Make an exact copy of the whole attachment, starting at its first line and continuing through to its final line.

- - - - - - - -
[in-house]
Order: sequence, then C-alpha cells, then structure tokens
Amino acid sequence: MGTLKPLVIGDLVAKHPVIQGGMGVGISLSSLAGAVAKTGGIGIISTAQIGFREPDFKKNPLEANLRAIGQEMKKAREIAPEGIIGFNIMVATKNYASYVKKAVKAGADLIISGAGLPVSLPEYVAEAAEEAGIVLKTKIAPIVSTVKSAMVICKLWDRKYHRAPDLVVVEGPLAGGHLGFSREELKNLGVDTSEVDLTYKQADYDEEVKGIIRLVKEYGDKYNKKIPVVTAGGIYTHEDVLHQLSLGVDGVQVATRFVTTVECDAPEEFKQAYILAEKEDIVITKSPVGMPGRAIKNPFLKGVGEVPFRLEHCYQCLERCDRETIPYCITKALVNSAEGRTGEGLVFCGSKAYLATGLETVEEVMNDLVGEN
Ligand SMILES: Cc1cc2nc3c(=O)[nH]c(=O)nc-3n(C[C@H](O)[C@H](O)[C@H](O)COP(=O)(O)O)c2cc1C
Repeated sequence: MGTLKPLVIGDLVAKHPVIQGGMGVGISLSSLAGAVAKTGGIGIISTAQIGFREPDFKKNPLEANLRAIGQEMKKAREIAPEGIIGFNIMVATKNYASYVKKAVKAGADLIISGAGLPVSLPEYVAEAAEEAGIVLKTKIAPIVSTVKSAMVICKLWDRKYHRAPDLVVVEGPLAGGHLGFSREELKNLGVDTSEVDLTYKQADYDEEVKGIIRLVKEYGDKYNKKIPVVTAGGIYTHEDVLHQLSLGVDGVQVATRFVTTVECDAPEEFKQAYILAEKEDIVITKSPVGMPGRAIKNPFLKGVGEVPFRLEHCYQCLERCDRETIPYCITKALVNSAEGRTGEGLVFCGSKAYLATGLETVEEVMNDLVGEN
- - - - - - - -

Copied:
[in-house]
Order: sequence, then C-alpha cells, then structure tokens
Amino acid sequence: MGTLKPLVIGDLVAKHPVIQGGMGVGISLSSLAGAVAKTGGIGIISTAQIGFREPDFKKNPLEANLRAIGQEMKKAREIAPEGIIGFNIMVATKNYASYVKKAVKAGADLIISGAGLPVSLPEYVAEAAEEAGIVLKTKIAPIVSTVKSAMVICKLWDRKYHRAPDLVVVEGPLAGGHLGFSREELKNLGVDTSEVDLTYKQADYDEEVKGIIRLVKEYGDKYNKKIPVVTAGGIYTHEDVLHQLSLGVDGVQVATRFVTTVECDAPEEFKQAYILAEKEDIVITKSPVGMPGRAIKNPFLKGVGEVPFRLEHCYQCLERCDRETIPYCITKALVNSAEGRTGEGLVFCGSKAYLATGLETVEEVMNDLVGEN
Ligand SMILES: Cc1cc2nc3c(=O)[nH]c(=O)nc-3n(C[C@H](O)[C@H](O)[C@H](O)COP(=O)(O)O)c2cc1C
Repeated sequence: MGTLKPLVIGDLVAKHPVIQGGMGVGISLSSLAGAVAKTGGIGIISTAQIGFREPDFKKNPLEANLRAIGQEMKKAREIAPEGIIGFNIMVATKNYASYVKKAVKAGADLIISGAGLPVSLPEYVAEAAEEAGIVLKTKIAPIVSTVKSAMVICKLWDRKYHRAPDLVVVEGPLAGGHLGFSREELKNLGVDTSEVDLTYKQADYDEEVKGIIRLVKEYGDKYNKKIPVVTAGGIYTHEDVLHQLSLGVDGVQVATRFVTTVECDAPEEFKQAYILAEKEDIVITKSPVGMPGRAIKNPFLKGVGEVPFRLEHCYQCLERCDRETIPYCITKALVNSAEGRTGEGLVFCGSKAYLATGLETVEEVMNDLVGEN